Sunday, April 10, 2011

Caitlin's Review of Biutiful

Buried Life a review by Caitlin Murphy

In various versions of the same quotation, Ernest Hemingway explains his ‘principle of the iceberg’ – essentially advice to story-tellers about how little they actually need to show of what they know; the more you can bury, the better, Hemingway argues. He would have liked Biutiful.

Directed and co-written by Alejandro Gonzalez Inarritu (21 Grams, Amores Perros), Biutiful is set in the bleak underbelly of Barcelona, where Uxbal (Javier Bardem) makes his livelihood greasing the wheels of illegal trade – counterfeit, drugs, and exploitative labour. He is a small player, but with big responsibilities. A father of two, separated from his bi-polar wife, Uxbal learns he has prostate cancer; the diagnosis seems a cruel irony in a world already rife with so many other more obvious dangers. Biutiful not only demonstrates impressive economy of narrative, but perfect casting and stunning cinematography. In short, the film is exquisite.

Inarritu and his two fellow screenwriters (how did this not lead to disaster?) share a keen sense of Hemingway’s iceberg and craft a story that consistently resists the need to explain itself. Backstory here is rich, meaty and seductive, and political issues of class, corruption and social ills are casually woven – not shoe-horned – in. The filmmakers ultimately achieve a moral complexity that is refreshing. When characters make the ‘right’ choice in this world, it is no moral triumph; we feel they could have just as easily (and understandably) gone the other way. And this is of course the reality of untenable situations. After a failed attempt to reunite his family, Uxbal goes to take his son from his dysfunctional wife, and a struggle ensues. All is distilled in this image: she won’t let go, he won’t let go. In impossible situations, what room is there for ‘right’?

Uxbal also has a special gift connected to the film’s motif of death: he is able to hear the thoughts of the dead. He thus takes money from grieving relatives, desperate to hear from their departed loved ones. But of course the dead will never tell us what we want to hear, and there is no comfort they can really offer us. A dead child confesses where he hid a watch that he stole, an old man reports that his hair felt like it was on fire. Honesty, yes; solace, no. The callousness Uxbal displays in making money from people’s pain is oddly undermined by his insistence on telling the truth. Wouldn’t it be easier to lie, tell people what they want to hear? The complicated integrity of our protagonist is his most intriguing trait.

Indeed, Uxbal is not nearly as corrupt as his brother who works alongside him in Barcelona’s murky underground, but who lives an obscene lifestyle of rock-star excess. After a tragedy involving illegal immigrant labour, Uxbal seeks out his brother at a nightclub. The exotic imagery of the club – a woman climbing the walls with breasts painted on her buttocks, a single breast painted on her head-piece – is disorienting and grotesque. The film points out that despite the horrifying discrepancy between the haves and the have nots, the users and the useds, both of their worlds are absurd and soulless.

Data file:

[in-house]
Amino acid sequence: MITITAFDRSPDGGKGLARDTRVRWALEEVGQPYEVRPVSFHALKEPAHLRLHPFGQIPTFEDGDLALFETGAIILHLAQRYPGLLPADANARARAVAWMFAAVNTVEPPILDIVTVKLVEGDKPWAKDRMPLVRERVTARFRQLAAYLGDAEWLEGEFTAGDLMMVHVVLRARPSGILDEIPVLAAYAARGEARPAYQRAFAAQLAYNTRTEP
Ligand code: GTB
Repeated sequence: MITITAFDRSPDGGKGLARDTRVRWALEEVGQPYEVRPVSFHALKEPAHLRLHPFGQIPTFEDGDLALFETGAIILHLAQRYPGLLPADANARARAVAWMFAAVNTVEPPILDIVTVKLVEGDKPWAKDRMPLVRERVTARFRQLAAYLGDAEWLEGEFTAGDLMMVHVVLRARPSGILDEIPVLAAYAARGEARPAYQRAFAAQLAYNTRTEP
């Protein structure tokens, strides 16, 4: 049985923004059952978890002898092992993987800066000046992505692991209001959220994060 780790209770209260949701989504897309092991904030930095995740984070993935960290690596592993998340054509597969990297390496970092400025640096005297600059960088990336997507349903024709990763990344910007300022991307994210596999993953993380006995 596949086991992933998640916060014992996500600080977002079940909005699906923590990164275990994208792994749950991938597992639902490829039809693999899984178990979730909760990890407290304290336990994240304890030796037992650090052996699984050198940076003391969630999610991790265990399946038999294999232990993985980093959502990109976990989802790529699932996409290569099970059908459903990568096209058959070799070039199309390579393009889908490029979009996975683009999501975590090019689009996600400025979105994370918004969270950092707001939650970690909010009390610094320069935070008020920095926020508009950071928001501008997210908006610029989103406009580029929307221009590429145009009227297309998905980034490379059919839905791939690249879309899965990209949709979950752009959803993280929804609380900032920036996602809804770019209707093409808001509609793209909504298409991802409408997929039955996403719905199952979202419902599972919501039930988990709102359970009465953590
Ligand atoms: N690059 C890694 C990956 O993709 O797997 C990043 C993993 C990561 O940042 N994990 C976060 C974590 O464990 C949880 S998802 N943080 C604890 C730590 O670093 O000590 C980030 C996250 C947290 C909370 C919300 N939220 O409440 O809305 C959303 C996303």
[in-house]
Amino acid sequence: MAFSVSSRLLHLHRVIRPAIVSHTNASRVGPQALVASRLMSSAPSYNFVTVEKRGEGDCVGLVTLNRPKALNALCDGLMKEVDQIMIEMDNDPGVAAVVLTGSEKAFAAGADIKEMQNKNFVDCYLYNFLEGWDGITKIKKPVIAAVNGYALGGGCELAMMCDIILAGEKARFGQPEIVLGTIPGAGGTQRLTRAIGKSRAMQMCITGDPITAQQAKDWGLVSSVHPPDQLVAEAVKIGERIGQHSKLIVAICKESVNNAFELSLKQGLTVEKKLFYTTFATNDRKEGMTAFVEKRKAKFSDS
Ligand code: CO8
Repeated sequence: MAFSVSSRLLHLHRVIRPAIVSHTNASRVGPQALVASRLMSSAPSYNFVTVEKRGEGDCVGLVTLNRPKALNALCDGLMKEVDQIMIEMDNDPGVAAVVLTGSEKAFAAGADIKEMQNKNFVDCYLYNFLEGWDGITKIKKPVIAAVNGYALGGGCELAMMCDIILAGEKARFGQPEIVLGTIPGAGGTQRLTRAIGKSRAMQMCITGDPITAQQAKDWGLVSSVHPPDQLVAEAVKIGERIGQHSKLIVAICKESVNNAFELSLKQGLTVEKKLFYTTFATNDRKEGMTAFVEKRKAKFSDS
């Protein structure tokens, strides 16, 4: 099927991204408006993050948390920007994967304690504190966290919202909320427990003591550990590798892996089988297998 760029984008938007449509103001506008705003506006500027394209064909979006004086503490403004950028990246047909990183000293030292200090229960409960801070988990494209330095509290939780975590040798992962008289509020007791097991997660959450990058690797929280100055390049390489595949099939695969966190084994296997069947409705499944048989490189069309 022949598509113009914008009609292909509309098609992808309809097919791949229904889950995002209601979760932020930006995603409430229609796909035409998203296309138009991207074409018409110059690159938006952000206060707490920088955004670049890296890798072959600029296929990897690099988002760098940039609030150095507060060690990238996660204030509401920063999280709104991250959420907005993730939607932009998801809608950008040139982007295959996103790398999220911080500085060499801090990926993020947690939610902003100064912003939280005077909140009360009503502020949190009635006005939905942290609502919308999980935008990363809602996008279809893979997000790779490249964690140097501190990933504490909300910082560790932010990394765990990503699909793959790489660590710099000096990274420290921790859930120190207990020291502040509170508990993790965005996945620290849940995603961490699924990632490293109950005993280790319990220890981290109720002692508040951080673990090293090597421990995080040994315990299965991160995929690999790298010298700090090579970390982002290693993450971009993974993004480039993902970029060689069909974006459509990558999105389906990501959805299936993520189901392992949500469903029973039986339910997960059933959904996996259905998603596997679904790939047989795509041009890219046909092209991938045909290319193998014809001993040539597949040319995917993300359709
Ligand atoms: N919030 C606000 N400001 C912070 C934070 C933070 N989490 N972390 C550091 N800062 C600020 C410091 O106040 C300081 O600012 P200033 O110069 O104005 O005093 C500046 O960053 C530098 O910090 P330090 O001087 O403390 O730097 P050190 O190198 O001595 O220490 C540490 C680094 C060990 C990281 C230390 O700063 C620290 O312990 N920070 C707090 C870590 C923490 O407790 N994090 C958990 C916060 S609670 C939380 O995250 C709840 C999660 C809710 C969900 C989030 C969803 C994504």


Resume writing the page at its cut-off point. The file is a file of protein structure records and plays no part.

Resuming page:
A common thought about film directing is that 90% of its success lies in casting. That is, the most important work in a film is already done before a single frame is shot. Inarritu gave himself a sublime gift with the cast of Biutiful. In several scenes the ensemble acting achieves an eerie naturalism; family dinners, for instance, readily convey an ease and spontaneity and come to life brilliantly. Bardem is very available as an actor; nothing is forced, all seems effortless. When Uxbal returns home, destroyed from a night of drinking, he stands in the kitchen, hovering unsteadily over the food he’s about to eat – it’s an image we quickly recognize from our memory banks. He notices his daughter’s artwork on the fridge, the word ‘beautiful’ on it, misspelt as the film’s title. The camera-work and specificity in Bardem’s performance render the vulnerability of the moment palpable. The tragedy of existence is clear: our struggles are mocked by our ideals. And the irony in the misspelling of ‘beautiful’ reminds us, like messages from the dead, that what is imperfect is often simply true. For instance, the first person Uxbal finally tells he has cancer is a stranger, a random woman in a bar; the moment feels unfortunate, but painfully apt.

Biutiful is lushly photographed, and the scenery, though often gritty and harsh, is vivid and painterly in its composition. The surreal images associated to Uxbal’s imminent death are most effective when so subtle we’re not even sure we’ve seen them – his reflection or his shadow sometimes move out of synch with his actual movement, for example. Later, however, the imagery becomes much more explicit, nearing spectacle; Inarritu could have mustered more restraint in places. However, this strikes me as one false step, in an otherwise flawless choreography.

Explaining his aversion to doing audio commentaries for DVDs, Inarritu once said: “I feel that if you have to explain something it loses strength. It`s like a magician trying to explain his magic, in a way. Those kind of things make me feel like I`ve lost something special about the film. The film should explain itself.” This resistance to over-explanation serves him very well as a master story-teller. Biutiful is an impeccable film, a most beautiful iceberg floating heavily, gracefully along.

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